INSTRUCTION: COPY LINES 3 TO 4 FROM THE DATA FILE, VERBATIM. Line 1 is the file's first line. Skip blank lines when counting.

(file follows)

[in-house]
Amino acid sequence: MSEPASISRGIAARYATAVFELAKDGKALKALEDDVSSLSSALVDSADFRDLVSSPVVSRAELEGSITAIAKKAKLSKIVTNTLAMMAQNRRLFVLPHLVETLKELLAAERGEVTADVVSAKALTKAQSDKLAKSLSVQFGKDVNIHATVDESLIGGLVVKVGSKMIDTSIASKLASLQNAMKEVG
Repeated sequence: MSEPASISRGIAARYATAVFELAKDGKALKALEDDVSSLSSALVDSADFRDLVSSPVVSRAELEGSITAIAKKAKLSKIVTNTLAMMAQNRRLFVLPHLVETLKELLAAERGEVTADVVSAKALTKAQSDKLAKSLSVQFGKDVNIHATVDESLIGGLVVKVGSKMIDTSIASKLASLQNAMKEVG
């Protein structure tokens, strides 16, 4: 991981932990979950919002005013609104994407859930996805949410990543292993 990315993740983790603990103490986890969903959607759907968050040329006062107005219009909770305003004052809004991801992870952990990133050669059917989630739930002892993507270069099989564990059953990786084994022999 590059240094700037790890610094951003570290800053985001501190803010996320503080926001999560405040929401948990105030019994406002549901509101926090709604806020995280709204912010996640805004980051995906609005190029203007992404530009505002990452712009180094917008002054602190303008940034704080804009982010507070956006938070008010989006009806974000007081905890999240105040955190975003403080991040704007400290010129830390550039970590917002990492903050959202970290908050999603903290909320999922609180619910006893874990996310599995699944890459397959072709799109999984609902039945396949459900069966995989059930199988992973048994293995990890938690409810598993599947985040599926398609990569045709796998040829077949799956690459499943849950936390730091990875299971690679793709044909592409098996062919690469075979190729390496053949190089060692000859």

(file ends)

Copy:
Repeated sequence: MSEPASISRGIAARYATAVFELAKDGKALKALEDDVSSLSSALVDSADFRDLVSSPVVSRAELEGSITAIAKKAKLSKIVTNTLAMMAQNRRLFVLPHLVETLKELLAAERGEVTADVVSAKALTKAQSDKLAKSLSVQFGKDVNIHATVDESLIGGLVVKVGSKMIDTSIASKLASLQNAMKEVG
């Protein structure tokens, strides 16, 4: 991981932990979950919002005013609104994407859930996805949410990543292993 990315993740983790603990103490986890969903959607759907968050040329006062107005219009909770305003004052809004991801992870952990990133050669059917989630739930002892993507270069099989564990059953990786084994022999 590059240094700037790890610094951003570290800053985001501190803010996320503080926001999560405040929401948990105030019994406002549901509101926090709604806020995280709204912010996640805004980051995906609005190029203007992404530009505002990452712009180094917008002054602190303008940034704080804009982010507070956006938070008010989006009806974000007081905890999240105040955190975003403080991040704007400290010129830390550039970590917002990492903050959202970290908050999603903290909320999922609180619910006893874990996310599995699944890459397959072709799109999984609902039945396949459900069966995989059930199988992973048994293995990890938690409810598993599947985040599926398609990569045709796998040829077949799956690459499943849950936390730091990875299971690679793709044909592409098996062919690469075979190729390496053949190089060692000859």